By C.V. Moore
The Oak Hill City Council may consider a permanent, open air facility for the Fayette County Farmer’s Market.
City Manager Bill Hannabass reported that he met with market members to discuss the possibility. The city property next to the West Virginia Department of Health and Human Resources office is one option for a location.
“I think a farmer’s market benefits the community. It creates a lot of activity and good will. It’s not only an opportunity for residents to buy fresh produce, it’s also a recreational event,” he told council at its Monday meeting.
Council member Tom Oxley wondered how the market would benefit the city. While stating that he was not necessarily against the idea, Oxley also questioned whether the market would compete with the local supermarket for business.
“Before we invest $25,000, is there a benefit to the people of Oak Hill whom we represent?” he asked.
The market group has formed a committee and will provide more information at a later meeting.
-- Oak Hill’s new councilwoman, Anna L. Holt, placed her hand on a Bible and was sworn in as Ward I representative Monday. She replaced Fred Dickinson, who was appointed to fill the mayor’s seat after the previous mayor resigned.
-- The city council accepted the recommendation of the Structural Inspection Board to order John Zink to demolish a dilapidated apartment building he owns at the intersection of School Street and Central Avenue.
The board determined that the building was not up to code in several areas. Zink has been notified of the recommendation and did not attend Monday’s council meeting to protest the decision.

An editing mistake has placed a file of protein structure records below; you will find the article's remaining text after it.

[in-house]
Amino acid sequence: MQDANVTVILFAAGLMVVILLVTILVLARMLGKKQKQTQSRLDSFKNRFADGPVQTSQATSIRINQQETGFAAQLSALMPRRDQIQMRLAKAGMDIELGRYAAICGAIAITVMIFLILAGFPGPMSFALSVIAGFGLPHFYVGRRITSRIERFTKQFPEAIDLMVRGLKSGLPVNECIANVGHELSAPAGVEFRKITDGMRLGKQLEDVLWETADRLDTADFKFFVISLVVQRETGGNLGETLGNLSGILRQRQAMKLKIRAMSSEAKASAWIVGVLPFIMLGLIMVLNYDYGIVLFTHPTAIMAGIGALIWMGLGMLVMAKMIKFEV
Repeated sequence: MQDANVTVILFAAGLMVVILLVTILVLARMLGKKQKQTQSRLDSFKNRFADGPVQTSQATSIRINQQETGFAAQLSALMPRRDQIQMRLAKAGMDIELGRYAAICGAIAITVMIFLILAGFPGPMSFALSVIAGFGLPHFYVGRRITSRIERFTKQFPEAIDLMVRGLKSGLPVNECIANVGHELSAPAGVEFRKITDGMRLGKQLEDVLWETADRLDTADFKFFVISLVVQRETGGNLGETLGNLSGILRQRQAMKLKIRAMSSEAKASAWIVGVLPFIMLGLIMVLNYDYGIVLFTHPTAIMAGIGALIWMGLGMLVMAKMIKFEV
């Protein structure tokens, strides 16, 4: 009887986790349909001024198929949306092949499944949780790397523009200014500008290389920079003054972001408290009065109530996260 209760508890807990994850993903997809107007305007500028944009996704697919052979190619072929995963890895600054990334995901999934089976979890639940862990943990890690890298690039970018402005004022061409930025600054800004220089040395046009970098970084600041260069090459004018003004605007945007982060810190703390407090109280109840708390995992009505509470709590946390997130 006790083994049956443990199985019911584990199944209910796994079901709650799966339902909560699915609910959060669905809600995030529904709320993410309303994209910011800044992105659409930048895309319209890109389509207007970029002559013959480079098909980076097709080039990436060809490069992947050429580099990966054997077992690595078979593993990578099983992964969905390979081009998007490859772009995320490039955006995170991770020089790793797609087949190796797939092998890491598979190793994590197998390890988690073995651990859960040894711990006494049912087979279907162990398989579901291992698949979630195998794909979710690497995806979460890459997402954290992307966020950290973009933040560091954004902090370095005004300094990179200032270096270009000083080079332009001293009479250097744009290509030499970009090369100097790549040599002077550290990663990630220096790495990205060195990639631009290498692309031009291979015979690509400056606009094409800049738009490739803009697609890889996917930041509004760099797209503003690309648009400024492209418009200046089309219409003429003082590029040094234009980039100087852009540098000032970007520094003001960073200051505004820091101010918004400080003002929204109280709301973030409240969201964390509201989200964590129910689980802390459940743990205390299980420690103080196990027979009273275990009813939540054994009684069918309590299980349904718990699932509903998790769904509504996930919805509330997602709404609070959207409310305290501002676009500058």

If Zink does not begin the demolition in a certain timeframe, the city may demolish the building and place a lien on the property to recoup the cost. The city already has liens on some other properties owned by Zink.
-- Sharon Cruikshank of the Fayette County Chamber of Commerce reported that her organization wants to make some improvements to the building they occupy on Oyler Avenue, including repaving the parking lot and re-staining the exterior.
She asked the city to consider a long-term lease on the building, or that the property be deeded to the chamber with a reversion clause. The council took no action but agreed to get a legal opinion on the issue and consider a contribution of funds toward the capital improvements.
Bids on the new paving range from $27,000 to $35,000.
-- Replacement of Christmas decorations for utility poles in the city were discussed. Hannabass presented several different options for replacing electrical drops on the poles and the decorations themselves.
In the end, council chose to buy decorations ($20,746), new drops ($9,700), bulbs ($30,446 to $37,334), and five accent pieces ($2,339).
Other business taken up by council included the following:
-- Police Chief Mike Whisman reported that Oak Hill’s police canine will soon be retiring after seven years of service to the city.
-- Vicki Setterl, who organizes the city’s Rail Trail Expo, showed a short video slide show and provided updates on her current work to prepare for the festival June 1.
-- Dianna Smallwood-Russell was appointed to the Board of Zoning Appeals for a three-year term. The board still has one vacancy. The city tabled appointments to the Recreation Commission.
-- Council approved a resolution to authorize a Community Participation Program grant for $2,000 to purchase equipment for the police department.
-- Council voted to advertise for bids for an emergency generator at City Hall.
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